5. It helps you connect on an emotional level with buyers.

Remember ‘Nobody ever got fired for buying IBM?’ This axiom has been around for decades, but it still holds true. B2B purchasers can be overwhelmed – there are multiple choices, multiple elements to consider with each purchase, multiple representatives to deal with – it’s a lot to manage. A well-known brand offers a respite from the task of establishing the value of each potential selection. In fact, studies show that B2B buyers sometimes make an emotional decision based on the familiarity of a well-known brand, and then create a rationale to support it. Whatever the thought process, help your prospects by making your corporate identity as strong as possible, to evoke that familiarity and trigger or underpin a sales decision. 

When it comes to creating online experiences and interactions that will support and reinforce our corporate identities, we can learn a lot from consumer marketing and B2C marketers, especially when it comes to building connections and enabling “surprise and delight” on the part of prospects. There are critical differences, though, to keep in mind for B2B. Download a checklist on the 4 key differences between B2C and B2B branding here to learn more.

Download the Branding  & Positioning checklist       arrow.png

 

Maarten Van Erdeghem
Maarten Van Erdeghem
Digital specialist at Living Stone

Related Posts

De laatste nieuwtjes van Facebook, LinkedIn, Instagram en Google

Benieuwd welke updates de socialemediakanalen en Google in petto hebben? Ontdek hier alle nieuwtjes waarmee ze in maart en april naar buiten kwamen!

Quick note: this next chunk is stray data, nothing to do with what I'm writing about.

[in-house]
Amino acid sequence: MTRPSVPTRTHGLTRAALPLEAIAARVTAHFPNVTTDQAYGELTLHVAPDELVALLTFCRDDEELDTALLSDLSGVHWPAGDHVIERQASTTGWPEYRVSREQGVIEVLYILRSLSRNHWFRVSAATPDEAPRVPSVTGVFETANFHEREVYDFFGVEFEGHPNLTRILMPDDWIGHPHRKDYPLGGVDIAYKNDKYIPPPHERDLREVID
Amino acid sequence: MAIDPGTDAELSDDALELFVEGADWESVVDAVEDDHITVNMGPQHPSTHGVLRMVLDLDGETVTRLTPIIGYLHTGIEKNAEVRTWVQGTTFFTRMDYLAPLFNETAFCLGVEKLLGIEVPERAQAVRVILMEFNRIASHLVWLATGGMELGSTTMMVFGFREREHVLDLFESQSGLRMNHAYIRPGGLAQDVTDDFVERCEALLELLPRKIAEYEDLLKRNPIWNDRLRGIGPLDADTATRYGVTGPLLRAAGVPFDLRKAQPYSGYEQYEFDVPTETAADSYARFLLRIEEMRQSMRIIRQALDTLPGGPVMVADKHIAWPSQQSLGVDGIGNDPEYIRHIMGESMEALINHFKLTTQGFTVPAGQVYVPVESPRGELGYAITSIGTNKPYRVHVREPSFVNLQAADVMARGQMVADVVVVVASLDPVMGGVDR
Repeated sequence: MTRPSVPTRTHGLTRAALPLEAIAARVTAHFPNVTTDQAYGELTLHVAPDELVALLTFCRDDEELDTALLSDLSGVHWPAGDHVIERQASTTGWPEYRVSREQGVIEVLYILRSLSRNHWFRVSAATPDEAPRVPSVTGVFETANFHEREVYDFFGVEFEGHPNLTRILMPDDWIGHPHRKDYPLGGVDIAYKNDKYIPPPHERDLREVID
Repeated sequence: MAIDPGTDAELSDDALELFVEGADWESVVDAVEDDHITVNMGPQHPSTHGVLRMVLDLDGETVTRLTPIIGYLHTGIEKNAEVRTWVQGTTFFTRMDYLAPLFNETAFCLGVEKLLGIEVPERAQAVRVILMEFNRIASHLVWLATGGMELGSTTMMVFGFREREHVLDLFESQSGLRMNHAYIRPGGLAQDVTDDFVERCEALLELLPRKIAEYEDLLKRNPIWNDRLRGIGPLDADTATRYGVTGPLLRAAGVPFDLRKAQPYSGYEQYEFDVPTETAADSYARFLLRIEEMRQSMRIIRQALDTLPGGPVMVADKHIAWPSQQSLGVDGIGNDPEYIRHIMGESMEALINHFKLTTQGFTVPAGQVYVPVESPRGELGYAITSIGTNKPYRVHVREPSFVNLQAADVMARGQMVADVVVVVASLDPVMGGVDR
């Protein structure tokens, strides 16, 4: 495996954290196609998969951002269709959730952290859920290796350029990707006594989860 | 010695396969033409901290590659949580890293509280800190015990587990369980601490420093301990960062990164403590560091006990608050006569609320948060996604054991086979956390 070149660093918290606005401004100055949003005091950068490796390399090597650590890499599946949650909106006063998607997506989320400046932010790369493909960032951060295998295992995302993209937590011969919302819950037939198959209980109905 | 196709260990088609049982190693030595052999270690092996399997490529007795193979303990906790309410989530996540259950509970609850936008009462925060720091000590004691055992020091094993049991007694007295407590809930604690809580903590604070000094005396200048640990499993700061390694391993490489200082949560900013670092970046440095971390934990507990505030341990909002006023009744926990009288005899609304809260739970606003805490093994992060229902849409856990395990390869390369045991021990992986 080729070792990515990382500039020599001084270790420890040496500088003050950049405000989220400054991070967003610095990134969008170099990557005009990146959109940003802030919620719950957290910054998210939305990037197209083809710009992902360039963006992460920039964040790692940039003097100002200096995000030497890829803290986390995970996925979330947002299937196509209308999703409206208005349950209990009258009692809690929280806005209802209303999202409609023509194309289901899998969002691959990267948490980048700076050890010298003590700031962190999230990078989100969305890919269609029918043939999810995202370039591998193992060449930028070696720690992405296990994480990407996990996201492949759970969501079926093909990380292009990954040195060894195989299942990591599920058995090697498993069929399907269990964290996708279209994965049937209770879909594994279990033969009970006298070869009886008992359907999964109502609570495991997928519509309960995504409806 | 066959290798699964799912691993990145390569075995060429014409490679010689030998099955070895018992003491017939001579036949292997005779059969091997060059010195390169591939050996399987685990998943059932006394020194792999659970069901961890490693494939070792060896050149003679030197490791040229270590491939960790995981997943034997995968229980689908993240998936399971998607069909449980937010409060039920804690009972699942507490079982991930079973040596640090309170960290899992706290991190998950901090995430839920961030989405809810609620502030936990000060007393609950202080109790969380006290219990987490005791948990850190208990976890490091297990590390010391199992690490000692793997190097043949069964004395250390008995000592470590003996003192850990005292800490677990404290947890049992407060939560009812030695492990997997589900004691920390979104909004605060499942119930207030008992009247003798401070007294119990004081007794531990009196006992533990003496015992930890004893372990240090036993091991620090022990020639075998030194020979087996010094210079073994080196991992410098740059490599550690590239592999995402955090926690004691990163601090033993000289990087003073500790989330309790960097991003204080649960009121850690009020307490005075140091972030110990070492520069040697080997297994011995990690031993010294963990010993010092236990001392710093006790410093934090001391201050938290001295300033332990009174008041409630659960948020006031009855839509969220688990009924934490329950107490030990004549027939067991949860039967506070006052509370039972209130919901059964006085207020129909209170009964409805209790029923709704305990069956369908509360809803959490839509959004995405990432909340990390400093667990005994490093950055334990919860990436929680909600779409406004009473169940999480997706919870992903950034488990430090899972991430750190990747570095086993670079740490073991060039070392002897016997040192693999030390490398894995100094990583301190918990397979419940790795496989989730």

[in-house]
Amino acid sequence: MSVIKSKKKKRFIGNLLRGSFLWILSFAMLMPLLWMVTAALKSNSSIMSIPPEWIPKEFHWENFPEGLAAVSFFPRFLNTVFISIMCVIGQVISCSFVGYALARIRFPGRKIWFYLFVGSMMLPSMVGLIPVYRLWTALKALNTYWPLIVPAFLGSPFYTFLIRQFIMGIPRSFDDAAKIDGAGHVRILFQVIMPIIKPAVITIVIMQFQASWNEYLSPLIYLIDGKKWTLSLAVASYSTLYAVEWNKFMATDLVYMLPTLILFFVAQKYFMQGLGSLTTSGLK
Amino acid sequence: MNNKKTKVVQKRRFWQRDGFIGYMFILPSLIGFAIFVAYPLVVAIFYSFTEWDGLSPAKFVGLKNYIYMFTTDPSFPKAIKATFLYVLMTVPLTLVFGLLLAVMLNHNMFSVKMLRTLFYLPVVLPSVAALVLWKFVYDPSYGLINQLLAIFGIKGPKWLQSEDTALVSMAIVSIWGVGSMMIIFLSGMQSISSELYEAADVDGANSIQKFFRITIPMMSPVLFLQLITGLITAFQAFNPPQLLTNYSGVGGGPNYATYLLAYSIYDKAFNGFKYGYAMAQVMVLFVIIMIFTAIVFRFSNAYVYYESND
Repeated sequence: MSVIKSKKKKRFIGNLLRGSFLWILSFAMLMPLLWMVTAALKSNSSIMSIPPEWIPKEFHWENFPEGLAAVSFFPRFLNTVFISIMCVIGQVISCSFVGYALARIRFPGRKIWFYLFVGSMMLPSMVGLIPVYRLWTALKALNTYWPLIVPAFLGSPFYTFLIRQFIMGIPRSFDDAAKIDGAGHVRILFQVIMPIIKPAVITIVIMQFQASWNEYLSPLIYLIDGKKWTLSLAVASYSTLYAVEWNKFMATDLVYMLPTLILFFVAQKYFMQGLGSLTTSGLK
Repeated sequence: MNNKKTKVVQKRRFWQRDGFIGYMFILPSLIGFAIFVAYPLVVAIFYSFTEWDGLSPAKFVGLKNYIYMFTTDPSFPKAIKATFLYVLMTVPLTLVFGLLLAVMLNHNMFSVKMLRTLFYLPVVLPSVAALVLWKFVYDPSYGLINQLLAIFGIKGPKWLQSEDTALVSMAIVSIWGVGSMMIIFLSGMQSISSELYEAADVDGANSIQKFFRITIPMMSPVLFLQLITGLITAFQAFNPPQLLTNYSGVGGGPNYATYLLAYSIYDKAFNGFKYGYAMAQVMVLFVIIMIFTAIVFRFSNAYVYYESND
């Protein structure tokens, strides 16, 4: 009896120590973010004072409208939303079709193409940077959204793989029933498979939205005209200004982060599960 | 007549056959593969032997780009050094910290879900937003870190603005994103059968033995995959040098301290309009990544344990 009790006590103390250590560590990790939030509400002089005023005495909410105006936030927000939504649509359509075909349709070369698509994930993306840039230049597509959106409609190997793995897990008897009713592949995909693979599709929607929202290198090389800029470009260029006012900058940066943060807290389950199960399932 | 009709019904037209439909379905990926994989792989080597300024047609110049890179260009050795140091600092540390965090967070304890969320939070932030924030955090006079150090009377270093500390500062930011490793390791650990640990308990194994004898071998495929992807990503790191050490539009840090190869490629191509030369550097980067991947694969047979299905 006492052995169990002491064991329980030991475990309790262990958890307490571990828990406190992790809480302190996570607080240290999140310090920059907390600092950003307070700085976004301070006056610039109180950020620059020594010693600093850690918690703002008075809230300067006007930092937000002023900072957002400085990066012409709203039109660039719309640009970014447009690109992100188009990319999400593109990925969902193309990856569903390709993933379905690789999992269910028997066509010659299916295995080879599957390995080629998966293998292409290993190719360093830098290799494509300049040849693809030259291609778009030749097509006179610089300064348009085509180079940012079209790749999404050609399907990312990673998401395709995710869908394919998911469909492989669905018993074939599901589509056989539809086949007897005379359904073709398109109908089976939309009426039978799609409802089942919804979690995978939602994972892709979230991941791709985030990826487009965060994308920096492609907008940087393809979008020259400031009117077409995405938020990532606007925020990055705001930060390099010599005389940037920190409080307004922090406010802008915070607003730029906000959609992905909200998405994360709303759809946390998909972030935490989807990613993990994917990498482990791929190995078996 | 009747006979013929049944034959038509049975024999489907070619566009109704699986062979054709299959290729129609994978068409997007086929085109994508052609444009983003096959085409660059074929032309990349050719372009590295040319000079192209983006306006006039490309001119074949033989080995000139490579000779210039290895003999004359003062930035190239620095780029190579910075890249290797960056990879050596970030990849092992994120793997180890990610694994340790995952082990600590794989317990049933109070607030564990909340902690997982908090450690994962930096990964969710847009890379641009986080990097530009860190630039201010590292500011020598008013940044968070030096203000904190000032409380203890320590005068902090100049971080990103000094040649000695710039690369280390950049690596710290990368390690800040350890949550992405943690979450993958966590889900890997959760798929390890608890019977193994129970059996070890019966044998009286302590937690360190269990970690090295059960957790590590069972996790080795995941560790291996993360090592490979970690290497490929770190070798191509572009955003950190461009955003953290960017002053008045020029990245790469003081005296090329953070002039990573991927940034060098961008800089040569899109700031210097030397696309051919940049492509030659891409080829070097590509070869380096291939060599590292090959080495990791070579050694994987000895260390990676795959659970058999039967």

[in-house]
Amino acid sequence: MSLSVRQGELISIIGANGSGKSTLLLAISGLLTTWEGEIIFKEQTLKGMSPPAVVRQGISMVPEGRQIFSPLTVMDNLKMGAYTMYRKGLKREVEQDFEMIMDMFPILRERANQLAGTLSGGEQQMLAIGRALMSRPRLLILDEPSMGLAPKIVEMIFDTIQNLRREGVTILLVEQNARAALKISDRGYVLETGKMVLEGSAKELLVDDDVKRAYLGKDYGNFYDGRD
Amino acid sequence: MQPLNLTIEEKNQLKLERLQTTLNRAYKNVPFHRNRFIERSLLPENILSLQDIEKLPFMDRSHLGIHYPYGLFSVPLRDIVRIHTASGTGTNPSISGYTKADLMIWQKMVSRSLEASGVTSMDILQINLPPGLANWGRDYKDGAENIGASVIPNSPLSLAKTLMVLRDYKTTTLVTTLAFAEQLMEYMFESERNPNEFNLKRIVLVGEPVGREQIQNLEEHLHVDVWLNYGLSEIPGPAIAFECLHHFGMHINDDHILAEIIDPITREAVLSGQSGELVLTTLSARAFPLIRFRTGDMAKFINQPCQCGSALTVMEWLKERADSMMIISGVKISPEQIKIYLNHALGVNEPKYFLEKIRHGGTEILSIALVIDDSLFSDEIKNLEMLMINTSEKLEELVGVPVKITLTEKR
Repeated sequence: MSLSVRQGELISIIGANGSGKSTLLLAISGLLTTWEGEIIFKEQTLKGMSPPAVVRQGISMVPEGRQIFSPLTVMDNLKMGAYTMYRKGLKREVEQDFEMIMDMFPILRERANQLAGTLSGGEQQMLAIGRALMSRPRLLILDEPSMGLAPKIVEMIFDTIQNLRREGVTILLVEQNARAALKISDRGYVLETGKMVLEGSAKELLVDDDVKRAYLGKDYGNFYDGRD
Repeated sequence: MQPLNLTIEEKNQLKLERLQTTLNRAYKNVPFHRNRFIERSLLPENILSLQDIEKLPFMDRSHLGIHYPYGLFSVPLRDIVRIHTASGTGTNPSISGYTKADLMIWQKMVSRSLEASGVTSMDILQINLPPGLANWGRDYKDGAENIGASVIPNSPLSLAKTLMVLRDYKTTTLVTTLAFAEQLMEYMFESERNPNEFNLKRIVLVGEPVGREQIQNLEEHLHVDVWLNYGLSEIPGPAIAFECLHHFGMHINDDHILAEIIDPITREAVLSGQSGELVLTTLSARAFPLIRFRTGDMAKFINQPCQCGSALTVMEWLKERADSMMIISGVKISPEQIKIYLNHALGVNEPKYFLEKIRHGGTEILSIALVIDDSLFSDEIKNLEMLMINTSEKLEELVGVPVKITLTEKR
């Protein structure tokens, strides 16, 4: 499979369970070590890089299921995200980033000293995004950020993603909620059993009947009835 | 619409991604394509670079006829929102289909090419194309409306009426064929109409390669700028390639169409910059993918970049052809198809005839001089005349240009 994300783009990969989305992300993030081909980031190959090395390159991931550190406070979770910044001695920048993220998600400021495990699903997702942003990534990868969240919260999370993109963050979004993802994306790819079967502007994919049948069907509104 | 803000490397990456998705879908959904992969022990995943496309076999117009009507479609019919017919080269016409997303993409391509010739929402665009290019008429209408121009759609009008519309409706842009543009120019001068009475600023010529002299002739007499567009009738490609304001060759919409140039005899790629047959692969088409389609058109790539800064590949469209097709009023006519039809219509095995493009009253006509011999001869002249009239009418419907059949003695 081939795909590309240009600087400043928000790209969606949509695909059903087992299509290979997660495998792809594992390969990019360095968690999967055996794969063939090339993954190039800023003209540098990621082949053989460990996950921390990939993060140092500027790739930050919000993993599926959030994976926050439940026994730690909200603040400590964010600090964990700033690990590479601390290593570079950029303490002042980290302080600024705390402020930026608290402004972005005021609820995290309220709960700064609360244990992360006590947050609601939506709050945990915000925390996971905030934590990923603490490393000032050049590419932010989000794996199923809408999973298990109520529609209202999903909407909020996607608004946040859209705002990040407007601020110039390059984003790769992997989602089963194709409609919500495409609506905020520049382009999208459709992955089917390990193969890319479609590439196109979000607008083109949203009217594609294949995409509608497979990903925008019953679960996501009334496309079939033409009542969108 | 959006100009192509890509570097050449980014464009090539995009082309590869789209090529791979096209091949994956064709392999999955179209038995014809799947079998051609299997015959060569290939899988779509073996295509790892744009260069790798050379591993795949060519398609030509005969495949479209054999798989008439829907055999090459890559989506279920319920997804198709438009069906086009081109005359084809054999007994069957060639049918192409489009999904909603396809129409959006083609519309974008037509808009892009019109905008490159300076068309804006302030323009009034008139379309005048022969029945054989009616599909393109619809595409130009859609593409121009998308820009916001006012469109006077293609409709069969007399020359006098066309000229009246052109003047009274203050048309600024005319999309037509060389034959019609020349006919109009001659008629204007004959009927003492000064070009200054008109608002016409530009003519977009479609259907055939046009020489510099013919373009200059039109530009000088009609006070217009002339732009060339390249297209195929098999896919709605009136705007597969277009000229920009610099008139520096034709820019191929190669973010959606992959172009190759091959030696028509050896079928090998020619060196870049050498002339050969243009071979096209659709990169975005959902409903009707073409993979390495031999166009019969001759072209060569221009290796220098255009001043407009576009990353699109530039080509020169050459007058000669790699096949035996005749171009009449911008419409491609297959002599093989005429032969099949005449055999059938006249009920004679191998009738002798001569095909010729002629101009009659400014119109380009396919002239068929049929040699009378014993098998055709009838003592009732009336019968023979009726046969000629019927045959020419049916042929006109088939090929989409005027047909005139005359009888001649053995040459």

Employer branding is not about gadgets and gifts…

Attract the right new hires with an employer brand. Competition comes in all forms: your business isn’t just trying to get potential clients to notice you, it also needs to attract the attention of the best prospective employees, too. How can you toot your horn the loudest or fly your flag the highest to get the attention of potential top talent? This is a job that calls for a strong and strategic employer brand! You’ve likely heard of employer brands and branding but you’d still like more information. The good news is, your company likely already has the resources, ideas and energy necessary to create an employer brand that will attract new talent to your employee pool and take your organization to new heights of productivity and success.

How to build your corporate narrative

When you decide to build or refine your corporate narrative, you’re not starting from zero. Unless you’re launching a startup, you have a basic version of your corporate narrative already. When someone asks what you do, and where you work, you don’t have to think about your answer: “I’m a sales rep for a pharma company”, or “I handle marketing for a medical device manufacturer.” And everyone at your company, from your receptionist to your CEO, has their own tailored version: “I manage customer support for our hospital customers” or “I develop software for a mammography system.”  These statements are short and sweet, and they get the message across.